Never knowingly undersolved.

Independent 6647/Punk

Posted by John on February 5th, 2008


I had been expecting a comparatively easy ride today; evidently we have a treat in store on Saturday. Although this took a long time, as Punk’s crosswords always do, it was very good: some excellent clues and no apparently weak ones. But I’m still bewildered by the 16 11 thing. OK it’s Scottish football teams, but how does “Scottish lienal” give that? Obviously some devilish cryptic idea that passed me by but which somebody will explain.

One criticism – the only one, in fact: the grid is very unsatisfactory, basically four separate crosswords, all with six- or eight-letter answers, once you’ve solved the ten-letter answers. I thought this hideous thing had been put out to grass.

1 HEARTS – there are 13 hearts in a pack of cards
4 IN FOR ME D, referring to the Kenneth Williams one-liner
9 MA(H)LE R – scorers in crosswords are often composers
10 ST MIRREN – Helen Mirren played the part of The Queen in the recent film
11 aLIEN ALlegedly. Not a word with which I was familiar and I can see no connection with football teams.
12 MONTROSE – (Morton)* SE
22 LEEBOARD – o in (drab eel) rev. Another word I had to look up.
24 AC TO(F)GO D(rown)
25 AL LIED. For a long time I was thinking the small boy was Ed, but he was Al.
1/18 H(A MILTON ACADEMIC)AL. The right name. It’s just that people often pluralise it, as they do with Trivial Pursuit.
3 TEE (REGAN rev.) – I even looked up branager in the dictionary.
5 NATIONWIDE – (die in a town)*
8 DUN DEE. A dun is not the first horse that comes to mind.
13 P((RACER) rev.)IOUS
15 (t)UMBREL L A
19 ALTA(I)R. Separate is a verb in the wordplay.
20 CELTIC presumably, but I can’t quite explain why. It seems to be (c (t)itle c) rev. but probably isn’t: leader of championship = title seems rather doubtful.
21/2 FORFAR ATHLETIC – for (Hitler a fact)*

13 Responses to “Independent 6647/Punk”

  1. conradcork says:

    Re 16 11 – Scottish 11 (the number) not Scottish ’11 across’

  2. John says:

    Thanks Conrad. Yes, quite obvious really, as I expected it to be.

  3. conradcork says:

    In case anyone wants to know, the ‘they’ve all got it in for me’ was stolen for the Carry On film by Talbot Rothwell, from a piece in the 1951 ‘Radio Fun’ comic annual, written by Frank Muir and Denis Norden.

  4. Jon says:

    Can somebody explain 26ac?

    I completed most of this, but doubt I would have if I hadn’t got 7d and guessed we were looking for Scottish Football clubs.

  5. Chris says:

    What’s the clue for 20ac? Without having seen it, “leader of championship” sounds more likely to be an indicator of one of the ‘c’s.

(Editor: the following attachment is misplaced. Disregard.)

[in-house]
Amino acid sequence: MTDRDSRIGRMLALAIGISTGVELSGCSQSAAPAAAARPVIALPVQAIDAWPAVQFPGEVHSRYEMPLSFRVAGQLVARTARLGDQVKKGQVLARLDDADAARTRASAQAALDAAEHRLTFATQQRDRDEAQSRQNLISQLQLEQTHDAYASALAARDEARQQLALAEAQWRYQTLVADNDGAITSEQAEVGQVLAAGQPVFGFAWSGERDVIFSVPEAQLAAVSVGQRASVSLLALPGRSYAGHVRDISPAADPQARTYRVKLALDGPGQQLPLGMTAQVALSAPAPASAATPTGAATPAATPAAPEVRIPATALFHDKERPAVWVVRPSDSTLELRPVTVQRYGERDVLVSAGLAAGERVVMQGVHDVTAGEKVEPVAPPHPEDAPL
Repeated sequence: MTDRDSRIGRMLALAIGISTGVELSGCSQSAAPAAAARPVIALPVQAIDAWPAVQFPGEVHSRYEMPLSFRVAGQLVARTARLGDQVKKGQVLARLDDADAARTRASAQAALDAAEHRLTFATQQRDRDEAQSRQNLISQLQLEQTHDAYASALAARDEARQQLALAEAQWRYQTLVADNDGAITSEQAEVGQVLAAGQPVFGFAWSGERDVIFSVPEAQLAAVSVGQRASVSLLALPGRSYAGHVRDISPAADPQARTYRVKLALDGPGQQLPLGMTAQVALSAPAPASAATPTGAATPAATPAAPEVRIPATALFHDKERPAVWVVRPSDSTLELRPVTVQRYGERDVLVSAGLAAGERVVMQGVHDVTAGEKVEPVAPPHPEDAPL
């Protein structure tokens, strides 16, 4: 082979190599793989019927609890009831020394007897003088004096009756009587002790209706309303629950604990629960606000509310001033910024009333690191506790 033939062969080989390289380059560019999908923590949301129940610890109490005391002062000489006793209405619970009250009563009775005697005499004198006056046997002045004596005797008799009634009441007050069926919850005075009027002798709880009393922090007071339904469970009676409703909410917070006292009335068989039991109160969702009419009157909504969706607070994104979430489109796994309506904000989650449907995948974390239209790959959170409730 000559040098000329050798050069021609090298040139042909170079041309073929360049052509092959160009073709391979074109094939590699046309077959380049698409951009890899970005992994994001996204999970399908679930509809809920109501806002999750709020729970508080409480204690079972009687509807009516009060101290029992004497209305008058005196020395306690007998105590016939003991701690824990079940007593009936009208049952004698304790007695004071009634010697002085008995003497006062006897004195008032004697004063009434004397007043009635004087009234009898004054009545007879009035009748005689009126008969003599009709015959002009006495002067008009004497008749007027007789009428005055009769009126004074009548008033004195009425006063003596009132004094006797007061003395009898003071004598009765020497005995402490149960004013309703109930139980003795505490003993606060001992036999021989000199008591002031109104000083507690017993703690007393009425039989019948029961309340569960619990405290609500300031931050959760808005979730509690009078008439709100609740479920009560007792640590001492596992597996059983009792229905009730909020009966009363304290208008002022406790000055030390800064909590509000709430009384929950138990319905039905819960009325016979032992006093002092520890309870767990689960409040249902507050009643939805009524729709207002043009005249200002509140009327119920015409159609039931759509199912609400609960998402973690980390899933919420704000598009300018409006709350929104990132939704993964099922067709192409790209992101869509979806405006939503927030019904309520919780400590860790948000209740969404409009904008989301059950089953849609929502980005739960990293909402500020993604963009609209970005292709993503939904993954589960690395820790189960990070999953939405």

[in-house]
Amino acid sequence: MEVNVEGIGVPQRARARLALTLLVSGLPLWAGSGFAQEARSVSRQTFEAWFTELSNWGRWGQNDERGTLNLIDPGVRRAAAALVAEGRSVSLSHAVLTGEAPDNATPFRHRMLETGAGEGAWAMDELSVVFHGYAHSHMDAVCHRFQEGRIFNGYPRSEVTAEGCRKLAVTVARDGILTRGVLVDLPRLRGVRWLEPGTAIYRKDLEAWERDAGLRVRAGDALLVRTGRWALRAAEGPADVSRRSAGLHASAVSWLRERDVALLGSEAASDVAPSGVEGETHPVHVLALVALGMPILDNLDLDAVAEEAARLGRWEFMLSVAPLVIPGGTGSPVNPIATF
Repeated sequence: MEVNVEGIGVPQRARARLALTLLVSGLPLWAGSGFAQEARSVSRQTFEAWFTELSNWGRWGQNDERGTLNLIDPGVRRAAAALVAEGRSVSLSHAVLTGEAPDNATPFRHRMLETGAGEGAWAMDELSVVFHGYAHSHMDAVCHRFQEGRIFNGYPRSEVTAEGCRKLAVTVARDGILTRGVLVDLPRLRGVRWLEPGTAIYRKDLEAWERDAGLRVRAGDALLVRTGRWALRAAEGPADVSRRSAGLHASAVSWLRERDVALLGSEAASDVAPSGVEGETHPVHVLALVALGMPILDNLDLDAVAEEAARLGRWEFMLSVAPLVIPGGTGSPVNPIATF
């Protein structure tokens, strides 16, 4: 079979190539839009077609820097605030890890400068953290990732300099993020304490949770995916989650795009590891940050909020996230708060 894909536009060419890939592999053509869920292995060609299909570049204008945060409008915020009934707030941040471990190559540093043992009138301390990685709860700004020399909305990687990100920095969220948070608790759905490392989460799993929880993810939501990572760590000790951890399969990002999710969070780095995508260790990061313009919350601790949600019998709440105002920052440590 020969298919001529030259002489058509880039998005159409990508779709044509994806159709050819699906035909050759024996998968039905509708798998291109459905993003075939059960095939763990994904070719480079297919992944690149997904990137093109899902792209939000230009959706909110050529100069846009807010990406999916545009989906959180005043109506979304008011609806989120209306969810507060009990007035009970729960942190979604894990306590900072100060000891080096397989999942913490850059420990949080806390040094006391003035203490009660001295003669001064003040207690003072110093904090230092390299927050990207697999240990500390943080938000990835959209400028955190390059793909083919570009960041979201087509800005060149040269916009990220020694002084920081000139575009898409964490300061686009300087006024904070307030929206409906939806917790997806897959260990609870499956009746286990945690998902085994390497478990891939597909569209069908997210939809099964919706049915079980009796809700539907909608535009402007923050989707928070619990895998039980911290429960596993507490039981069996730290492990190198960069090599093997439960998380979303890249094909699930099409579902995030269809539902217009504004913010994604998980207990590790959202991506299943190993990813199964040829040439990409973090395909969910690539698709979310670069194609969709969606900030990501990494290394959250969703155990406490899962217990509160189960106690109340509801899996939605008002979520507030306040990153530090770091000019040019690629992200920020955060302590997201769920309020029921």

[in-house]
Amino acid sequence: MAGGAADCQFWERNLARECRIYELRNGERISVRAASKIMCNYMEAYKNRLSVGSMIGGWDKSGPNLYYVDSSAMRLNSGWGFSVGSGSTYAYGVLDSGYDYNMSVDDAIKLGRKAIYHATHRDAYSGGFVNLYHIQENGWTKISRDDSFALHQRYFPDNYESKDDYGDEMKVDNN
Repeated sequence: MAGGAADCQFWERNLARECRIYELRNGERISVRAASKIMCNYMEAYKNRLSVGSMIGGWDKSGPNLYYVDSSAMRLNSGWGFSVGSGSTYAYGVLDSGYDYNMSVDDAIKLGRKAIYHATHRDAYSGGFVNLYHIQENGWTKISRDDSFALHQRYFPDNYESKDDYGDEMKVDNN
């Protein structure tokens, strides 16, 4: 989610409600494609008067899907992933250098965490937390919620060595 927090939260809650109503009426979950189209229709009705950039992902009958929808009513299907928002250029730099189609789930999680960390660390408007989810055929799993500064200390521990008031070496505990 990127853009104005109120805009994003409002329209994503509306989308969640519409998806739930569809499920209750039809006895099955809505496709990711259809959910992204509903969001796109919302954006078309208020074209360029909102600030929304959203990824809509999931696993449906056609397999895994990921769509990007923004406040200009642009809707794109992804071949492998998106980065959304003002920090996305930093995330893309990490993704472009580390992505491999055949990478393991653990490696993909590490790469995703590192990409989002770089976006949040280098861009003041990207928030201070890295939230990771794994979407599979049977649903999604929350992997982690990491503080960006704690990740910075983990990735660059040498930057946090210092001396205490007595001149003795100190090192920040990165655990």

6. eimi says:

    20 (down) is:
    16 11, constant leader of championship lost, then caught up (6)

  7. Paul B says:

    Right, so constant = C, leader of championship lost = (t) ITLE (does that actually define TITLE anywhere? Would ‘championship + leader lost’ have been more accurate?) plus caught = C, all reversed.

    Nit-picking, of course, in which I’m compelled to indulge, in the light of a great puzzle like this.

  8. nmsindy says:

    Jon, 26 across is, I think, ROCK ROSE “Plant came up alongside pitch” came up = ROSE and pitch = ROCK

  9. petebiddlecombe says:

    I’ve staked my claim in the past as a despiser of this 6/8/10 grid, but when it’s accompanied by a strong theme, I don’t mind it nearly so much. I also fell into the “Scottish Lienal???” trap. Very nice puzzle.

  10. Jon says:


    Thanks. For some reason I couldn’t get my head around pitch = ROCK…

  11. Amnesiac says:

    No explanation given for 27ac, which I guess means that the solver thought it was trivial. In fact I got (in both senses) everything else in the crossword except this one! With _A_H_R I’ve plumped for “RATHER”, but I’m still not 100% convinced of this (clue: “Pretty, strictly speaking”. Anyone care to enlighten me?

  12. Jon says:

    Straight double definition, I thought. Chambers online has got ‘pretty’ as a synonym of ‘rather’. Collins online has got ‘strictly speaking’ also…

  13. Amnesiac says:

    OK. I’ve not heard “rather” = “strictly speaking” before. Having read the Collins example I can see what they mean, but it still doesn’t jump to mind as an obvious substitute. Live and learn!

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